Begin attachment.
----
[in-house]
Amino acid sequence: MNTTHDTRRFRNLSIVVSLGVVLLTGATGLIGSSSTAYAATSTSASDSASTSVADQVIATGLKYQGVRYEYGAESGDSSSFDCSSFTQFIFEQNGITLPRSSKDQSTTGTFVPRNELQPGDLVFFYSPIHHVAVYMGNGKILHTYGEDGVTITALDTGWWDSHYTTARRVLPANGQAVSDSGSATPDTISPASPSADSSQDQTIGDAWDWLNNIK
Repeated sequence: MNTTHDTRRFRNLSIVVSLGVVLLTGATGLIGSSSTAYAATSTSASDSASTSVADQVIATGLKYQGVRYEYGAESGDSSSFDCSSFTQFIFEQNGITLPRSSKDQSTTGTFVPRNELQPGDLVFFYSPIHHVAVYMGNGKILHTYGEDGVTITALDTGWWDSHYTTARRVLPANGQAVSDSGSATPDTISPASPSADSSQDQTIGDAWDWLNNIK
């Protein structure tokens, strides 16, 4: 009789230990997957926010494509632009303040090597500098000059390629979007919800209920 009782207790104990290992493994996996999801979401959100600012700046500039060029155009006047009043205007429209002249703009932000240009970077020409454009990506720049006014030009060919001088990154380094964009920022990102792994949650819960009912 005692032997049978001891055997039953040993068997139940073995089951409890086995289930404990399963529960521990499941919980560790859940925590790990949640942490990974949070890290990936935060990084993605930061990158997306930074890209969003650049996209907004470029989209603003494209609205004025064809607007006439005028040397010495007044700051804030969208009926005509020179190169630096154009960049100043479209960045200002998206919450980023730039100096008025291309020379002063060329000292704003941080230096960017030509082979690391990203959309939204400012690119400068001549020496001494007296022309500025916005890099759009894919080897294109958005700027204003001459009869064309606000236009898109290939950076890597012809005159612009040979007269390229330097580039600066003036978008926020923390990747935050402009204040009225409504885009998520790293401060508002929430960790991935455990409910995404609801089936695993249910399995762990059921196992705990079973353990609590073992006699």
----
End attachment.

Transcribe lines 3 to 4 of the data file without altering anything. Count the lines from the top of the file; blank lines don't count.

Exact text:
Repeated sequence: MNTTHDTRRFRNLSIVVSLGVVLLTGATGLIGSSSTAYAATSTSASDSASTSVADQVIATGLKYQGVRYEYGAESGDSSSFDCSSFTQFIFEQNGITLPRSSKDQSTTGTFVPRNELQPGDLVFFYSPIHHVAVYMGNGKILHTYGEDGVTITALDTGWWDSHYTTARRVLPANGQAVSDSGSATPDTISPASPSADSSQDQTIGDAWDWLNNIK
């Protein structure tokens, strides 16, 4: 009789230990997957926010494509632009303040090597500098000059390629979007919800209920 009782207790104990290992493994996996999801979401959100600012700046500039060029155009006047009043205007429209002249703009932000240009970077020409454009990506720049006014030009060919001088990154380094964009920022990102792994949650819960009912 005692032997049978001891055997039953040993068997139940073995089951409890086995289930404990399963529960521990499941919980560790859940925590790990949640942490990974949070890290990936935060990084993605930061990158997306930074890209969003650049996209907004470029989209603003494209609205004025064809607007006439005028040397010495007044700051804030969208009926005509020179190169630096154009960049100043479209960045200002998206919450980023730039100096008025291309020379002063060329000292704003941080230096960017030509082979690391990203959309939204400012690119400068001549020496001494007296022309500025916005890099759009894919080897294109958005700027204003001459009869064309606000236009898109290939950076890597012809005159612009040979007269390229330097580039600066003036978008926020923390990747935050402009204040009225409504885009998520790293401060508002929430960790991935455990409910995404609801089936695993249910399995762990059921196992705990079973353990609590073992006699």